House Speaker Nancy Pelosi is wrong to limit impeachment inquiry

BALTIMORE – Millions of Americans think President Donald Trump can do no wrong, but millions more of us have a grip on reality. This goes far beyond political persuasion. Trump has been a continual affront to public civility, and to traditional notions of American ideals, and to the U.S. Constitution, since the moment he announced his 2016 campaign and clothed it in racist rhetoric.

And all of this is why I think House Speaker Nancy Pelosi is wrong.

She’s wrong when she talks of limiting any impeachment inquiry to his latest outrage, in which Trump attempts to improve his re-election chances by withholding Ukraine’s ability to hold off Russia’s murderous armies.

Pelosi’s impeachment reasoning is clear. She believes the latest collusion between Trump and foreign leaders is easy for Americans to understand, and far simpler than the complexities of the Mueller investigation.

She’s right about that, but what could be simpler to understand, for example, than Trump’s $280,000 hush-money payments to two women? And this isn’t even about the sex. Whatever Trump and those women did is no more my business – or your business, America – than Bill Clinton’s was.

It was Bill and Hillary’s business, nobody else’s. And it’s Trump and Melania’s business, nobody else’s.

Except for this: Trump spent the $280,000 to help fix a presidential election. If that’s too complicated for an impeachment inquiry, then God help us all.

But the list of outrages goes on, and history demands its recounting. It’s not just the violations of human decency, such as the treatment of immigrant children. Or the callousness toward hurricane victims of Puerto Rico, or the racial insensitivity after Charlottesville, or the environmental rollbacks, or the hiding of Trump’s taxes long after he promised he’d release them.

Trump was supposed to distance himself from his family businesses. But we’ve got U.S. military paying to bunk at his golf resorts. We’ve got 22 foreign governments spending money at Trump Organization properties. Two months ago, the Washington Post reported that roughly one-third of all the political fundraisers or donor meetings that Trump has attended – dozens of them – have taken place at his own properties.

This is a man who insists on cashing in on his presidency.

And we haven’t even touched on 10 different reasons the Mueller report gave us for impeachment, which should not be cast aside.

Millions of us felt cheated because special prosecutor Robert Mueller failed to lay out a compelling, understandable narrative when he testified before Congress, and millions more of us never bothered to read the lengthy but leaden report his investigators put together.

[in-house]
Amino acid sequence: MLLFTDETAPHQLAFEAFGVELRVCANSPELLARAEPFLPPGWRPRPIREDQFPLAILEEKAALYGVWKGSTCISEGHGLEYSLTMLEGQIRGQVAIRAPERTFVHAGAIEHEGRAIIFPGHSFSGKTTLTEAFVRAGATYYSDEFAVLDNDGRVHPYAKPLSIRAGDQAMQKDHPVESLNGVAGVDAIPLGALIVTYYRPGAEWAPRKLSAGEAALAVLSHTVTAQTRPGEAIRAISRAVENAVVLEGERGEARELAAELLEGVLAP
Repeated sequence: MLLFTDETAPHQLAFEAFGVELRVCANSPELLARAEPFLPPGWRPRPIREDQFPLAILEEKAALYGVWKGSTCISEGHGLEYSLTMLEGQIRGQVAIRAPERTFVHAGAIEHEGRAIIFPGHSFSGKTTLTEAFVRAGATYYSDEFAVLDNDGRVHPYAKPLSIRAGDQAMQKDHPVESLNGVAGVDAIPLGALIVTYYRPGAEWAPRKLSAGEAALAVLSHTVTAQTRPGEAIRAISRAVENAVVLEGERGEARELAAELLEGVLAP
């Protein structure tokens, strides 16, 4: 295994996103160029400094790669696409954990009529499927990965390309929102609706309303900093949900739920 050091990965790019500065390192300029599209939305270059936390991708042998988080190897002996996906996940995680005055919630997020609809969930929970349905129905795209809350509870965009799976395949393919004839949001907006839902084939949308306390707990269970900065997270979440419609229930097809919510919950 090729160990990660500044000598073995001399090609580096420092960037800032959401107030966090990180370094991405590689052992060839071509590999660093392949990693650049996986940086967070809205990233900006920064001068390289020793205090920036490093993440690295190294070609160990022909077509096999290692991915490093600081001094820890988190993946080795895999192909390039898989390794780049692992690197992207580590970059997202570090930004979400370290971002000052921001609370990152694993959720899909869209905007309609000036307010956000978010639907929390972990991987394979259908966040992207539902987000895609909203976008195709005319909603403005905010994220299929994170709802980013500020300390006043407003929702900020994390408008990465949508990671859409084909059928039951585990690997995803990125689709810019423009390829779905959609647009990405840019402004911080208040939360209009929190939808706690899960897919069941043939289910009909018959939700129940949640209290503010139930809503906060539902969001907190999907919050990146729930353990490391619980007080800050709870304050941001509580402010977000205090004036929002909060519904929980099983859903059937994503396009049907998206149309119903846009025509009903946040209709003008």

But, if you simply ignore those violations now, as the nation begins contemplating impeachment, and you leave the historic record gaping with holes, it’s as if his first three years of outrageous acts don’t rise to the level of acknowledgment.

You cast those aside now, and you’ll leave millions of us, furious as we’ve listened to this man’s bullying rants over the last three years, feeling cheated. Millions of us have an emotional investment in validation of our anger, and in punishment for Trump’s belligerence, his endless, unapologetic lying, his conflicts of interest, his hypocrisy, his degrading of the office.

A year ago, in Esquire Magazine, Charles P. Pierce wrote, “In my life, I have watched John Kennedy talk on television about missiles in Cuba. I saw Lyndon Johnson look Richard Russell in the eye and say, ‘And we shall overcome.’ I saw Richard Nixon resign and Gerald Ford tell the Congress that our long national nightmare was over.

“I saw Jimmy Carter talk about malaise and Ronald Reagan talk about a shining city on a hill. I saw George H.W. Bush deliver the eulogy for the Soviet bloc, and Bill Clinton comfort the survivors of Timothy McVeigh’s madness in Oklahoma City. I saw George W. Bush struggle to make sense of it all on Sept. 11, 2001, and I saw Barack Obama sing ‘Amazing Grace’ in the wounded sanctuary of Mother Emanuel Church in Charleston, South Carolina.

“These were the presidents of my lifetime. They were not perfect men. They were not perfect presidents, God knows. Not one of them was that. But they approached the job, and they took to the podium, with all the gravitas they could muster as appropriate to the job. They tried, at least, to reach for something in the presidency that was beyond their grasp as human beings. They were not all ennobled by the attempt, but they tried nonetheless…

“But we never have had such a cheap counterfeit of a president as currently occupies the office…an empty man who feels nothing but his own imaginary greatness…Presidents don’t have to be heroes to be good presidents. They just have to realize that their humanity is our common humanity and that their political commonwealth is our political commonwealth, too.”

All of this will be Donald Trump’s disturbing legacy, and all should be part of any impeachment process.